Better is a poor man who walks in his integrity than a rich man who is crooked in his ways. Proverbs 28:6 ESV
Not all who are rich are dishonest.
Not all who are poor walk in integrity.
However, all who walk with integrity possess something far better than silver or gold.
While there is nothing wrong with wealth per se, the desire to gain and retain wealth has lead many to compromise their integrity.
Our desire to maintain our integrity should always trump our desire to be rich. We must be vigilant. We must be on guard, because the temptation to compromise will come. When it does will you stand the test? Or will you succumb to the temptation to sacrifice your principles to the idol of materialism?
Integrity means nothing until it costs something. Are you willing to forego the riches of this world if the pathway to those riches is crooked? “By faith Moses… considered the reproach of Christ greater wealth than the treasures of Egypt, for he was looking to the reward.” Hebrews 11:24,26 ESV.
Integrity ‘cost’ Moses the treasures of Egypt.
What ‘cost’ are you willing to pay to walk the pathway of integrity?
Editorial note: Originally published August 10, 2015 at assemblyHUB.com
If you can’t be accountable to God how can you be accountable to anyone?
Irwin, Tom. “Six Traits For the One Who Speaks for God.” North York Gospel Chapel, York, PA. 13 Dec. 2015. Address.
In these days, it was customary for the itinerant and local preachers to take breakfast together, on Sunday mornings, at City Road. On one occasion, when Wesley was present, a young man rose and found fault with one of his seniors. The Scotch blood of Thomas Rankin was roused, and he sharply rebuked the juvenile for his impertinence; but, in turn, was as sharply rebuked himself. Wesley instantly replied: ‘I will thank the youngest man among you to tell me of any fault you see in me; in doing so, I shall consider him as my best friend.’ This was quite enough to silence Rankin.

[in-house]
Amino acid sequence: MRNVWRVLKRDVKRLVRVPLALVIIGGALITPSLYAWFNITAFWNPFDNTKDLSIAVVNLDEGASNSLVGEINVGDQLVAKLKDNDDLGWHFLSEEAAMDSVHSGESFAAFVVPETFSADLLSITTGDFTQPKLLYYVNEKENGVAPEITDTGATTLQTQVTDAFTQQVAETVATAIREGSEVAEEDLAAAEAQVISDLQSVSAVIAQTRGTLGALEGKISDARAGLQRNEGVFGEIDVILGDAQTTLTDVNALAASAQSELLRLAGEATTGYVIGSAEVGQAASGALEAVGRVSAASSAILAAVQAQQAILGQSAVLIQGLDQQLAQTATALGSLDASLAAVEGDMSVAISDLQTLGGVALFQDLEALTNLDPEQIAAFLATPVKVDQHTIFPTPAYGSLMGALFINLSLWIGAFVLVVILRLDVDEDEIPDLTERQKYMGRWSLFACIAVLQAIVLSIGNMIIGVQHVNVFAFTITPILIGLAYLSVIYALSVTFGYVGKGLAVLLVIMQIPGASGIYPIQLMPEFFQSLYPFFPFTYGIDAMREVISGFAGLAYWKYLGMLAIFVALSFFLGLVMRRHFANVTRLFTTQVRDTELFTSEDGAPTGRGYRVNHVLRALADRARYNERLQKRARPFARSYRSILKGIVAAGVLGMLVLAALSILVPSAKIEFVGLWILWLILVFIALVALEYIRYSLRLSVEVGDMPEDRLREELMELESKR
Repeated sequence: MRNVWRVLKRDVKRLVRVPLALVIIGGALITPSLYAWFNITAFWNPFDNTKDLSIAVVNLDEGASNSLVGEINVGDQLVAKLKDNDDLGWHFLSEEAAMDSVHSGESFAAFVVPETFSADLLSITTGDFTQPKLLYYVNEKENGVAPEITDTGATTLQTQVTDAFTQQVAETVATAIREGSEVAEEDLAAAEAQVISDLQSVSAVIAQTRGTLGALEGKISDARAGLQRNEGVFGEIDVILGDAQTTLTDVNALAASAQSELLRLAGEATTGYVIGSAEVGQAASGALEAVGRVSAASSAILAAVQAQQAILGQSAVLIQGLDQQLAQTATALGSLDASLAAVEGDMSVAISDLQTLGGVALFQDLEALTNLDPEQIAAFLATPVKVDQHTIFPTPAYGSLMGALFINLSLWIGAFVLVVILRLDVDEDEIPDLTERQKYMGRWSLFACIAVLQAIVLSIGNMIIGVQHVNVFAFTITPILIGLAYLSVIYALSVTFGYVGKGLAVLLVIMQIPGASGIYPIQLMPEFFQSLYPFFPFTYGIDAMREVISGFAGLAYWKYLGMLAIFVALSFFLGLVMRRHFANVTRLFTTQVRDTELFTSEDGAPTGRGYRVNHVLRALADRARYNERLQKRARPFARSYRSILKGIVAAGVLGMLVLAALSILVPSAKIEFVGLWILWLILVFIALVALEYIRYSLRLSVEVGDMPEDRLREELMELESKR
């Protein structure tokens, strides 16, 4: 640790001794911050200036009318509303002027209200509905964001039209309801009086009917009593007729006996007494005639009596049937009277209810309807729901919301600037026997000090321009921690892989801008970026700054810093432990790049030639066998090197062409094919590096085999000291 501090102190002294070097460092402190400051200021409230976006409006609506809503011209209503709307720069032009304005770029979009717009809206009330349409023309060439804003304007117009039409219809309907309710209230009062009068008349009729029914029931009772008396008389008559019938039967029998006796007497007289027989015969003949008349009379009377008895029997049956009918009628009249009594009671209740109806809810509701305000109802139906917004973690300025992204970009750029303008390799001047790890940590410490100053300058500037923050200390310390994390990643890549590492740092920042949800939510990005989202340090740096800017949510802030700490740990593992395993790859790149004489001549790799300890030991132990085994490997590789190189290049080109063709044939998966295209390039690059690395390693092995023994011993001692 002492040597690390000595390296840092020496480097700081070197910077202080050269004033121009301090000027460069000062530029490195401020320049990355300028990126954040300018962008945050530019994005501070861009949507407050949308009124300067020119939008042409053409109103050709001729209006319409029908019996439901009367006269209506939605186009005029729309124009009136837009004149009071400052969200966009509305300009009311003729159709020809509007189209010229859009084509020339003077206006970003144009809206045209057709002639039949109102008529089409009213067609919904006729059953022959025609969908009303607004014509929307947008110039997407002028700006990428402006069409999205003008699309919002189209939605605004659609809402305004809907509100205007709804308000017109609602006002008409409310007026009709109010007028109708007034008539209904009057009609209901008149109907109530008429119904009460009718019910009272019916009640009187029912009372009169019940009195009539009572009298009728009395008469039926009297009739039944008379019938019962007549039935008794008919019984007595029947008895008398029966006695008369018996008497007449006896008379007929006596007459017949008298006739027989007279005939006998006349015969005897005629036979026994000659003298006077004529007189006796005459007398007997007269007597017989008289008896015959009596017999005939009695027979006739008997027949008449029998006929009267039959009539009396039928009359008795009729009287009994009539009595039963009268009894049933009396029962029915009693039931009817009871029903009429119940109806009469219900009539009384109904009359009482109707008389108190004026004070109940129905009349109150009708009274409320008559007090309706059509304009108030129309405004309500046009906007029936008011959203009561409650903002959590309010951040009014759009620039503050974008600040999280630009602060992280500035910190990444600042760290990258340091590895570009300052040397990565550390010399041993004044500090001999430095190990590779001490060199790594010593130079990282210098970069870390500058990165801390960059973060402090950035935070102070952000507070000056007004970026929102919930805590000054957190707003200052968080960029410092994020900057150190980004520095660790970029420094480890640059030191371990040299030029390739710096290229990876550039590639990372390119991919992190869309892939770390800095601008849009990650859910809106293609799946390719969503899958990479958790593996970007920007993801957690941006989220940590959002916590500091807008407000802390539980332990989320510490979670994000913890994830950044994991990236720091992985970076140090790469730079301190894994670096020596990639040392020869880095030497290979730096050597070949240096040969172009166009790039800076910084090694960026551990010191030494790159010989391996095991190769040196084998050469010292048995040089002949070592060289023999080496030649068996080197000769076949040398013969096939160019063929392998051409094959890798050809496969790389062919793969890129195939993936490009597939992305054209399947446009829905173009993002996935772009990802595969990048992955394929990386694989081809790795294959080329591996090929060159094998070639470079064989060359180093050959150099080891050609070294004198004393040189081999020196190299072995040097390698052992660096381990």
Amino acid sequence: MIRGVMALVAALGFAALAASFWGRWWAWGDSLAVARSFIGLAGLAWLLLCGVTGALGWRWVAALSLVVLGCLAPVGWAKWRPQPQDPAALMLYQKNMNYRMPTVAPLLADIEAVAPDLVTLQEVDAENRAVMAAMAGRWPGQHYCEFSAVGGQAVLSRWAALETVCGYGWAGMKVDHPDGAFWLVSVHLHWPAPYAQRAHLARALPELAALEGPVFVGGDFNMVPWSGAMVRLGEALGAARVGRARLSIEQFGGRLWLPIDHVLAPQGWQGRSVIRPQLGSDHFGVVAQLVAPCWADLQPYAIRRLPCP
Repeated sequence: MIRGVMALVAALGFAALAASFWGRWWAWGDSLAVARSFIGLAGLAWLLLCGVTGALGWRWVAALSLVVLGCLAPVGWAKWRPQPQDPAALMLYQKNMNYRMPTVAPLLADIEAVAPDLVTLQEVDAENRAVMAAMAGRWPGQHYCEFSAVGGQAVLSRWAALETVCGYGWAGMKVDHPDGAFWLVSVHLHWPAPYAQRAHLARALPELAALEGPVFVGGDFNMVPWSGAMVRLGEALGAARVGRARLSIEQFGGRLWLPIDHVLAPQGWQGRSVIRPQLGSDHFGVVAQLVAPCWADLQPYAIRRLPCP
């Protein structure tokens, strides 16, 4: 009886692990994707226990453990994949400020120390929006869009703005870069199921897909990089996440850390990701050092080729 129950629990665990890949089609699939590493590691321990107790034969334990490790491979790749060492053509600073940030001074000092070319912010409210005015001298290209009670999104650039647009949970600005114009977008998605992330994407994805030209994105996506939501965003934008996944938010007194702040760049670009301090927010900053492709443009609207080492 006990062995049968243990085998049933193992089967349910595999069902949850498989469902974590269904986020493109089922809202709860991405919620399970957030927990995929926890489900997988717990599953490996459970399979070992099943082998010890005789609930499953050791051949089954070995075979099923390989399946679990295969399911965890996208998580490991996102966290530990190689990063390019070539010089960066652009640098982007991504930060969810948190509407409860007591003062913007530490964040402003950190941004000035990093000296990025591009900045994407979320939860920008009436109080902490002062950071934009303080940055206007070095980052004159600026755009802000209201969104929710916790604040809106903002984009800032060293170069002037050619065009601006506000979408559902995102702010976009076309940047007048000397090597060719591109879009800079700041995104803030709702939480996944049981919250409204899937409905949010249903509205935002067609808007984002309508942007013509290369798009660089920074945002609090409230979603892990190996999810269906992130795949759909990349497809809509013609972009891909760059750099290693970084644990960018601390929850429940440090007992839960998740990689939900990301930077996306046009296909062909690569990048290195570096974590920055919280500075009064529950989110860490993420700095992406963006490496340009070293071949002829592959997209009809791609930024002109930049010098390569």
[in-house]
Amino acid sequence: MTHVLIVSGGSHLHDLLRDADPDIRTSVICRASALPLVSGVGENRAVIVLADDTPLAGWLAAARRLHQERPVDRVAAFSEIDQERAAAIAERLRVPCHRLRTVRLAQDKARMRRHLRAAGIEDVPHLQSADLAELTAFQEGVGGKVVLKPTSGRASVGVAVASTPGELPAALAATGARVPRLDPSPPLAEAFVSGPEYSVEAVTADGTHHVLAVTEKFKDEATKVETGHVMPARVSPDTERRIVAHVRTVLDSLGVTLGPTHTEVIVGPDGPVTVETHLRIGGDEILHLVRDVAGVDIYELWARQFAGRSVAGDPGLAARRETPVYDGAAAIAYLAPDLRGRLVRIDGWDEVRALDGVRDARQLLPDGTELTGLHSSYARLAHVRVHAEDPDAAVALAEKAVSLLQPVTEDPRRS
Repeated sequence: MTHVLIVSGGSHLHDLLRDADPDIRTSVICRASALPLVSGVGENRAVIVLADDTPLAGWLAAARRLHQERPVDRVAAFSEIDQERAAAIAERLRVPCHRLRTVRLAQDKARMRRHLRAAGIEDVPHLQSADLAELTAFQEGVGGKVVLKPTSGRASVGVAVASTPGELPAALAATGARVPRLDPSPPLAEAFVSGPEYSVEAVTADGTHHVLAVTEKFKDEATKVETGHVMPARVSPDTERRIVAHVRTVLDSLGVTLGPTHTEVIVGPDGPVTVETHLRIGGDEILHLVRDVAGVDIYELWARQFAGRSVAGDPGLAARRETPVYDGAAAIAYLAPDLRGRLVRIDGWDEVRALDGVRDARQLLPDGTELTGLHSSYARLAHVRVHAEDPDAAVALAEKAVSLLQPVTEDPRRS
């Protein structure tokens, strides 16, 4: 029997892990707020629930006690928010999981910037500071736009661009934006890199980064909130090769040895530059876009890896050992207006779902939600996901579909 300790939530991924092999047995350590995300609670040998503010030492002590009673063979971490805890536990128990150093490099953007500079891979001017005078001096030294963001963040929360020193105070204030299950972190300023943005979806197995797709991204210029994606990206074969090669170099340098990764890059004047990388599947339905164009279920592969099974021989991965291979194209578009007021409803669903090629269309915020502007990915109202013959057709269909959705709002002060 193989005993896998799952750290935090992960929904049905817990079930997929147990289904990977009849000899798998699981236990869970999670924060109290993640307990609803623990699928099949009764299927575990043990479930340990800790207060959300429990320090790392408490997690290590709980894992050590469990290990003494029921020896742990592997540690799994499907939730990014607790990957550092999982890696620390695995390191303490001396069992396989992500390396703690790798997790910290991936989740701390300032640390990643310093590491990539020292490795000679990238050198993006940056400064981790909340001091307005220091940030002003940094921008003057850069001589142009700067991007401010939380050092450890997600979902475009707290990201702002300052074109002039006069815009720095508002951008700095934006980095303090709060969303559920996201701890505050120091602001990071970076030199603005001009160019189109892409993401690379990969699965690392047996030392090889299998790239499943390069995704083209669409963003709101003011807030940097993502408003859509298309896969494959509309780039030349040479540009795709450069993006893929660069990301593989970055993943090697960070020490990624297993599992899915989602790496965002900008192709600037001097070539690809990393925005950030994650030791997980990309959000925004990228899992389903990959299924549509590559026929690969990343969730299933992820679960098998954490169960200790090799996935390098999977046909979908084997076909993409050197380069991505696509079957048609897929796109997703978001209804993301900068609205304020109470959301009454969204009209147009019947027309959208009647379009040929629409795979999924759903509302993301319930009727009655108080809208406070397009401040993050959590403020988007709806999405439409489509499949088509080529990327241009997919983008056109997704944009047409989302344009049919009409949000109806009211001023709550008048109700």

Luke Tyerman, The Life and Times of John Wesley, Vol. 3. (London: Hodder and Stoughton, 1871), 567. The incident dates from 1789, less than two years prior to Wesley’s homecall.
My good friend Keith Keyser recently posted on his blog an excellent exhortation entitled Becoming A Spiritual Heavyweight.
In the article brother Keith addresses the need for intentional self discipline. Drawing heavily on scripture, Keith demonstrates that the way in which we live our daily lives not only impacts our Christian life now, but also throughout eternity.
Keith’s call to a disciplined life is highly relevant for the digital sojourner. The digital world is a deadly minefield… one misstep online can easily destroy one’s testimony.
I encourage you to check it out…
WWW Wednesday: 5 Serious Challenges to Effectively Protecting Your Family From Internet Pornography and How to Overcome Them
I just posted a new article over at the Why We Web blog detailing 5 challenges to effectively protecting your family from internet pornography. This article builds off of my article from last week: True Protection From Internet Pornography Requires A Minimum of 3 Essential Components.
The five challenges are:
- Software compatibility issues
- Lock out issues
- Family inconvenience
- Visual search engines
- Legitimate websites with some inappropriate content
For full details check out the original post…
Image credit: Benjamin Smith
I just post a new article over at the Why We Web blog detailing the three essential components of internet protection.